In regards to the ‘Better Frames, Better Lenses’ representation, the court held that such a representation had to be considered in light of the final part of the slogan (ie, ‘Better Fit’), especially when considering the design of much of the advertising material, which gave greater prominence to ‘Better Fit’ than ‘Better Frames’ and ‘Better Lenses’. The court accepted evidence that the overriding message of the advertisements was that Accufit system would result in the customer receiving better fitting glasses, and hence ‘better’ frames and lenses. Furthermore, in the alternative, the court considered the slogan to be mere puffery (ie, acceptable marketing spin and hype), as the terms were general and incapable of being proven correct or incorrect.
The availability representation was also rejected. The mystery shopper evidence was deemed to be insufficient to demonstrate the unavailability of the Accufit system, as the mystery shoppers had been given access to at least one part of it. Second, while there were three stores to which Accufit was not deployed at the start of the advertising campaign, the unavailability of the system at these stores was a mistake on the part of Luxottica and not a deliberate design or strategy. The court held that this inaccuracy in the advertising was inconsequential – especially given the fact that OPSM’s 348 other stores had the system available – and did not amount to misleading or deceptive conduct.
The ruler representation was also rejected, with the court holding that a reasonable consumer of optical products was unlikely to take the representation literally, especially considering the use of the words ‘once upon a time’, which the court felt gave the representation a fairytale character.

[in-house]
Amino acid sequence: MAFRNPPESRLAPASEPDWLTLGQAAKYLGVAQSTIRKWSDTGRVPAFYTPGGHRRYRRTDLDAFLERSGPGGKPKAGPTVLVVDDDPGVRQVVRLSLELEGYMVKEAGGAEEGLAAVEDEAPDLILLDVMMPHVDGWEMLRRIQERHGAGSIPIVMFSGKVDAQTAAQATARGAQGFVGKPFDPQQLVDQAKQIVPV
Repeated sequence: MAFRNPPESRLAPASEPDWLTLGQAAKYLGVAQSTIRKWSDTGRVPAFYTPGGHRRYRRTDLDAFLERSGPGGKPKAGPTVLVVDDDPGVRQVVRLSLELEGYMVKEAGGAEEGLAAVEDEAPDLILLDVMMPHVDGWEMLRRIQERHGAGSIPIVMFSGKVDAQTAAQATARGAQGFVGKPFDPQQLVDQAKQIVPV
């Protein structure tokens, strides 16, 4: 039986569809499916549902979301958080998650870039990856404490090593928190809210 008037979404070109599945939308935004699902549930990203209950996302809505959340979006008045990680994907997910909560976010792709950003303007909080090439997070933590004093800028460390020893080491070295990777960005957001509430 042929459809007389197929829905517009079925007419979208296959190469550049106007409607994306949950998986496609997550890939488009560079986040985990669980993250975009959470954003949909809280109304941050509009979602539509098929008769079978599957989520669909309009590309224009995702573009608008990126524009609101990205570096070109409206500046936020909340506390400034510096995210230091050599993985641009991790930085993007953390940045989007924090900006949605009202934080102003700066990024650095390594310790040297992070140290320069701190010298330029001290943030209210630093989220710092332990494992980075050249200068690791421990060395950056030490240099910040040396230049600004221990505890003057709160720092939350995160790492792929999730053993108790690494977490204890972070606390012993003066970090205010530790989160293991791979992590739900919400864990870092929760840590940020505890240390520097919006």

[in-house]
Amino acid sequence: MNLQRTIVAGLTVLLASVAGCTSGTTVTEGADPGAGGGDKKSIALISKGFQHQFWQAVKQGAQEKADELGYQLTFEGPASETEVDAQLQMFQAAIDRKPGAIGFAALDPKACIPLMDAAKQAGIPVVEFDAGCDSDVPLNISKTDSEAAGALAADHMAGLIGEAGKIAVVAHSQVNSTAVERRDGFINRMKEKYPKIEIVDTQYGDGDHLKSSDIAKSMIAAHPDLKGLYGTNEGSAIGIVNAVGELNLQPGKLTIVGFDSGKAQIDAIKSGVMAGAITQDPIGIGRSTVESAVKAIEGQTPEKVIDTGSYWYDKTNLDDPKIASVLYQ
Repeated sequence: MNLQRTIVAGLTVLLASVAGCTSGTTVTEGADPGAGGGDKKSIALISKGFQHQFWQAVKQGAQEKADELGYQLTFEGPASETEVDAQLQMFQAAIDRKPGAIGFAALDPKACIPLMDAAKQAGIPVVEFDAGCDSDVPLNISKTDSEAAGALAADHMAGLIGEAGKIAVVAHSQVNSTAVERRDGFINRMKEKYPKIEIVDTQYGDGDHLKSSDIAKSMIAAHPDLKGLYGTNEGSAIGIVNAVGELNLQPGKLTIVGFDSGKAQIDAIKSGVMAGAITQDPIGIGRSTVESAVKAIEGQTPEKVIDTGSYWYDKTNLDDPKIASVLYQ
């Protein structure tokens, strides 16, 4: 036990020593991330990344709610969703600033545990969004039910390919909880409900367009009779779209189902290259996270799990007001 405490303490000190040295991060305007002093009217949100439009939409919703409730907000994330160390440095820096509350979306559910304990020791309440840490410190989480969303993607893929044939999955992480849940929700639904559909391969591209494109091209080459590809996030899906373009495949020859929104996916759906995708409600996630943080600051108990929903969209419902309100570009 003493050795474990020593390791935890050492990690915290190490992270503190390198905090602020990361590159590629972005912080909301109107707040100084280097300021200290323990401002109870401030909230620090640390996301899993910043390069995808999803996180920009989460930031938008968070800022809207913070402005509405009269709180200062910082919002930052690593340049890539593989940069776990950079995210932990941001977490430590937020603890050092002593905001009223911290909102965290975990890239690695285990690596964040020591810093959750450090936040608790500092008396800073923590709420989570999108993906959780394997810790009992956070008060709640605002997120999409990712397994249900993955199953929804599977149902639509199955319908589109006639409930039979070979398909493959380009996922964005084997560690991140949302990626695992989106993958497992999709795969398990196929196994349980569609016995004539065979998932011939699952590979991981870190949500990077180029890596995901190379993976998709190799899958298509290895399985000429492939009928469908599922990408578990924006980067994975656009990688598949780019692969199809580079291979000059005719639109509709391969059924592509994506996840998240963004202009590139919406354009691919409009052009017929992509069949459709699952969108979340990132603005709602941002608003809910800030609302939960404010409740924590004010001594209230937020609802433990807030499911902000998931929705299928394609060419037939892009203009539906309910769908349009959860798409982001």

When considering whether an advertisement or marketing campaign is misleading or deceptive, the conduct must be viewed as a whole and in its full context. It is insufficient to consider part of a slogan or similar in isolation, rather than considering it within the scope of the whole advertisement.
Furthermore, parties should consider whether a hypothetical or reasonable member of the class of persons to whom the advertising is directed is likely to be misled or deceived by the representation. A degree of robustness is required when considering whether conduct is misleading or deceptive – the law does not intend to protect the extremely gullible or those who fail to take care of their own interests. Likewise, marketing and advertising hype and exaggerated claims are acceptable, but not if there is a definitive statement or consequence. For example, while “the best burgers you will ever taste” is ok, the claim that “our burgers have less fat that any of our competitors” is probably not.
Ideally, businesses should not have to suffer from small parts of their advertising campaigns being taken out of context and used by competitors as a basis for expensive litigation. The best thing to do is either to avoid making claims or to take care when making anything but the most general claims about a competitor’s goods and services, unless such claims can be substantiated.
Businesses and their advertising agencies can be held responsible for their advertising campaigns, whether by a competitor or by a regulator, including the Australian Competition and Consumer Commission. Timely advice should be sought on advertising campaigns, both at early concept development stages and at near-final production stages. Getting advice before the campaign goes live will assist in minimising risk and avoiding liability.